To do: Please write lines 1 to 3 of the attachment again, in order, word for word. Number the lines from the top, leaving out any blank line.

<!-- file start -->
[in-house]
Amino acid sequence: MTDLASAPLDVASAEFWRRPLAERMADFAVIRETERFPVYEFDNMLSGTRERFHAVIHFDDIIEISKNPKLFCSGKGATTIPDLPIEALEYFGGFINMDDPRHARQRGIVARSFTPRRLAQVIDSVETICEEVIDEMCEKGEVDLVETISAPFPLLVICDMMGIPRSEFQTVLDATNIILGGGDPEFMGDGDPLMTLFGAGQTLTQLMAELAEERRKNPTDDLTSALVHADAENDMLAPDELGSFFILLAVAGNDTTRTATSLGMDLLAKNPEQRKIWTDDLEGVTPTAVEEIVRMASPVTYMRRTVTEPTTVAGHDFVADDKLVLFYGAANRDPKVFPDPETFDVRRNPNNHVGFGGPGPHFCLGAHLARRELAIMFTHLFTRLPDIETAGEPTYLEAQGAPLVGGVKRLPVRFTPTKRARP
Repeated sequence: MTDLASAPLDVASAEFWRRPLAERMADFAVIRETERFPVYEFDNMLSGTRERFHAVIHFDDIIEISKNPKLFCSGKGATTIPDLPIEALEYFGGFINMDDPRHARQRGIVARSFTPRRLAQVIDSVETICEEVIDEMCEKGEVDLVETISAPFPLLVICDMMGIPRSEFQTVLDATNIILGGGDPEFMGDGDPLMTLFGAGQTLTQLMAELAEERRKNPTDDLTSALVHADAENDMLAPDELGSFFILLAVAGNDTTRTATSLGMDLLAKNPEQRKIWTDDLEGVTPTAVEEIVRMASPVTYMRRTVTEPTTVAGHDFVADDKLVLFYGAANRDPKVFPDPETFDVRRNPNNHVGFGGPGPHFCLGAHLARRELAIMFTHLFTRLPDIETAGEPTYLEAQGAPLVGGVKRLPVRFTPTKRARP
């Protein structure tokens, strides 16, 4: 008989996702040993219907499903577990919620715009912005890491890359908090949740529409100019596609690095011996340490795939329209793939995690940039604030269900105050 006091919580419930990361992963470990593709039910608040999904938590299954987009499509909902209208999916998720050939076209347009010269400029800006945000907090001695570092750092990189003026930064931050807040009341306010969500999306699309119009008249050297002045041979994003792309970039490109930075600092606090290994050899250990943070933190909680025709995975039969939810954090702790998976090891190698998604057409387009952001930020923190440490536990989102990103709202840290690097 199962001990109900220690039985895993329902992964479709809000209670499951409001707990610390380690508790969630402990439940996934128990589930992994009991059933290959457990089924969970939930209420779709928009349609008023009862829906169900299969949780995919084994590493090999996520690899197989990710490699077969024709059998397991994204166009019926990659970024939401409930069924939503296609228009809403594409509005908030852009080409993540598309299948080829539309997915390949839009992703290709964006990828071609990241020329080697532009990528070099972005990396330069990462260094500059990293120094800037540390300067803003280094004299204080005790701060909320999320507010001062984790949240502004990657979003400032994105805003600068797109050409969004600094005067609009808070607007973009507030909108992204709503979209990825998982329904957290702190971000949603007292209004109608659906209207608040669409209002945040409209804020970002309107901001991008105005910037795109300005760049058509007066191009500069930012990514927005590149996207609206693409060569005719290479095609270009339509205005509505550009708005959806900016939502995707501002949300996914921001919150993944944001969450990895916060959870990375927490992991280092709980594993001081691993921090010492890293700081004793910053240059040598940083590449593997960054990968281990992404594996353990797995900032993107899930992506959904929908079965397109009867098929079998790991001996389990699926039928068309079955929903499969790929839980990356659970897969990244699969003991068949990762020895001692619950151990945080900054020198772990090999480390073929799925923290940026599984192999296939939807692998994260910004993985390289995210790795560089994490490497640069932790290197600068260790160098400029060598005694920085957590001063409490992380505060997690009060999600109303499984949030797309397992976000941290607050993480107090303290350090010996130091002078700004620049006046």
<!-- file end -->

[in-house]
Amino acid sequence: MTDLASAPLDVASAEFWRRPLAERMADFAVIRETERFPVYEFDNMLSGTRERFHAVIHFDDIIEISKNPKLFCSGKGATTIPDLPIEALEYFGGFINMDDPRHARQRGIVARSFTPRRLAQVIDSVETICEEVIDEMCEKGEVDLVETISAPFPLLVICDMMGIPRSEFQTVLDATNIILGGGDPEFMGDGDPLMTLFGAGQTLTQLMAELAEERRKNPTDDLTSALVHADAENDMLAPDELGSFFILLAVAGNDTTRTATSLGMDLLAKNPEQRKIWTDDLEGVTPTAVEEIVRMASPVTYMRRTVTEPTTVAGHDFVADDKLVLFYGAANRDPKVFPDPETFDVRRNPNNHVGFGGPGPHFCLGAHLARRELAIMFTHLFTRLPDIETAGEPTYLEAQGAPLVGGVKRLPVRFTPTKRARP
Repeated sequence: MTDLASAPLDVASAEFWRRPLAERMADFAVIRETERFPVYEFDNMLSGTRERFHAVIHFDDIIEISKNPKLFCSGKGATTIPDLPIEALEYFGGFINMDDPRHARQRGIVARSFTPRRLAQVIDSVETICEEVIDEMCEKGEVDLVETISAPFPLLVICDMMGIPRSEFQTVLDATNIILGGGDPEFMGDGDPLMTLFGAGQTLTQLMAELAEERRKNPTDDLTSALVHADAENDMLAPDELGSFFILLAVAGNDTTRTATSLGMDLLAKNPEQRKIWTDDLEGVTPTAVEEIVRMASPVTYMRRTVTEPTTVAGHDFVADDKLVLFYGAANRDPKVFPDPETFDVRRNPNNHVGFGGPGPHFCLGAHLARRELAIMFTHLFTRLPDIETAGEPTYLEAQGAPLVGGVKRLPVRFTPTKRARP